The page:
Lottery tickets, magic tunnels, scorching heat in January and other Vegas-movie flaws
By STEVE FRIESS
Dwayne “not-The-Rock” Johnson’s much-punished yellow cab burst out of the valet stand at the Planet Hollywood —which is, by the way, below ground—and, a frame later, is barreling along a street lined with parking meters that could only be Downtown. They evidently took one of those magical Vegas tunnels I can never find.
I was so overwhelmed by delight, I nearly fell out of my seat. I turned to my companion at the Vegas premiere of Race to Witch Mountain in March and overwhispered, “They did it again!”
And, indeed, they had. They do it just about every time. It might be Sandra Bullock and company passing the Bellagio twice heading south during a Strip drive and then passing New York-New York as if heading north in Miss Congeniality. It might be the impossibly panoramic view from the Caesars suite used in The Hangover. Or maybe it’s that part in The Mexican when James Gandolfini kidnaps Julia Roberts at the clearly marked Belz Factory Outlet Mall, which at the time was on Las Vegas Boulevard South. To escape, he cuts a right to hop on what a Town Center exit sign reveals to be the northbound Summerlin Parkway before we learn via dialogue that both characters were “heading” to Vegas.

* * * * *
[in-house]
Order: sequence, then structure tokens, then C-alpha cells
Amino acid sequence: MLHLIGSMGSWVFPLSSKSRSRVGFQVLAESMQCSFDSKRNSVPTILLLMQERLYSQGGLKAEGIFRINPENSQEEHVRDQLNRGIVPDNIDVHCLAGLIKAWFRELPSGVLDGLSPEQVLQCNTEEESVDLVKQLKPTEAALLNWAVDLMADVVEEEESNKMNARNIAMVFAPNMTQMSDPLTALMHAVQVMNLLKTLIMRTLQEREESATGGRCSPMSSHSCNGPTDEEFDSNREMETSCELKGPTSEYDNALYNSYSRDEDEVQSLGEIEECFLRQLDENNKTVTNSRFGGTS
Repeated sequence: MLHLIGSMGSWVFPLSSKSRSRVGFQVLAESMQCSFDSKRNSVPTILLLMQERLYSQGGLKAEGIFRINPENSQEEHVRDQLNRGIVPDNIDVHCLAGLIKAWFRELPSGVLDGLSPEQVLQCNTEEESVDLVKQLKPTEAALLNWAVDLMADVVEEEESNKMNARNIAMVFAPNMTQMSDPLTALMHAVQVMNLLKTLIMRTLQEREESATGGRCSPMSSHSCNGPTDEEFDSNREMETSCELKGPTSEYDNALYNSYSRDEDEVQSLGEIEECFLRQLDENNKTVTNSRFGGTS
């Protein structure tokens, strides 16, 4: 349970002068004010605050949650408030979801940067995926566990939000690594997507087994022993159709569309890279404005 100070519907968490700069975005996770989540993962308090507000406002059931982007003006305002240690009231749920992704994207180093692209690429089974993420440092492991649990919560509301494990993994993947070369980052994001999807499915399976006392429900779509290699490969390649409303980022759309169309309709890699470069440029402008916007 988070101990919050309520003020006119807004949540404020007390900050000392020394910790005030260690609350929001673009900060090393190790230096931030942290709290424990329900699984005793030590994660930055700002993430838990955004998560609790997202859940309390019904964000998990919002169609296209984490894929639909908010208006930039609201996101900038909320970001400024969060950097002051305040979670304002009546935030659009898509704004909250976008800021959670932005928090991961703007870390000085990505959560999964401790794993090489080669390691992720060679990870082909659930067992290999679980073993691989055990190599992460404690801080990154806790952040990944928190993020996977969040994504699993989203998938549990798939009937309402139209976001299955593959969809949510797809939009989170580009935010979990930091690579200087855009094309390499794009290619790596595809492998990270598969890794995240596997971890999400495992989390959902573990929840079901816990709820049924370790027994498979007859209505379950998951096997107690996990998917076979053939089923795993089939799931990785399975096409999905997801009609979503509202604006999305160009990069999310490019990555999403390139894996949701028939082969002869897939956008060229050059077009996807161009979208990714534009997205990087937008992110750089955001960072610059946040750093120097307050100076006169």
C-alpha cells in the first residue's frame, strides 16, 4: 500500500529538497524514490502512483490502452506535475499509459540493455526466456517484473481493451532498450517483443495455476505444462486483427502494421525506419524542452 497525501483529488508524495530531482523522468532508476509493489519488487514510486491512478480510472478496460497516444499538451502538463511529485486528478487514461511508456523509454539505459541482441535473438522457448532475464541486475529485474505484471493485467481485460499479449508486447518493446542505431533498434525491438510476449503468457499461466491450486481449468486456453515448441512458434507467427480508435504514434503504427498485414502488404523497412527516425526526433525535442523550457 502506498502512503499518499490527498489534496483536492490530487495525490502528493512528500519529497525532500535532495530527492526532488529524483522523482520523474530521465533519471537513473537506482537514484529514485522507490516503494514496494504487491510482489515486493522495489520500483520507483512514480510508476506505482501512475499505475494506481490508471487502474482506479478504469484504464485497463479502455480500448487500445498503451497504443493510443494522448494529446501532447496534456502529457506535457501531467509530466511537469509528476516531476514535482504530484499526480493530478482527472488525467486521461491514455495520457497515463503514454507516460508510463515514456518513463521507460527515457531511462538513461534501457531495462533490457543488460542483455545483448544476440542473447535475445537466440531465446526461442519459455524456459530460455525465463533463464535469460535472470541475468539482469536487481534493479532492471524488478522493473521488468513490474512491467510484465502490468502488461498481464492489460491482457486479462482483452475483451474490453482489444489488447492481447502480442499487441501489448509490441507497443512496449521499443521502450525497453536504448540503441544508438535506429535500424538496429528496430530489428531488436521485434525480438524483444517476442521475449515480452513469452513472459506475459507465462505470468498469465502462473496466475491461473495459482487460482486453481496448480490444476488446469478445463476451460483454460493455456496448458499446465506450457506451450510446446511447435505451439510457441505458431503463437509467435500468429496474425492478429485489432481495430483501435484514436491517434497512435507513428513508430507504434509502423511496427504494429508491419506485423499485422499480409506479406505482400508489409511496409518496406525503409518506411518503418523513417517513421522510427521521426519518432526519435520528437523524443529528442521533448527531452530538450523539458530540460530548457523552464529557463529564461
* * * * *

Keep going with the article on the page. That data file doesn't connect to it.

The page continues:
For one reason or another, Hollywood has a tremendous amount of difficulty getting Vegas right, and that has spawned a hobby among Vegas aficionados and locals of going to see movies set here with an eye for something that’s not quite right. Many of the examples cited in this piece are ones I’ve been hanging onto for a while or spent the weekend spotting in a work-related movie marathon—Fools Rush In holds up, by the way; Honeymoon in Vegas, not so much—while others are favorites provided by Facebook friends or cited on the brilliant site MovieMistakes.com.
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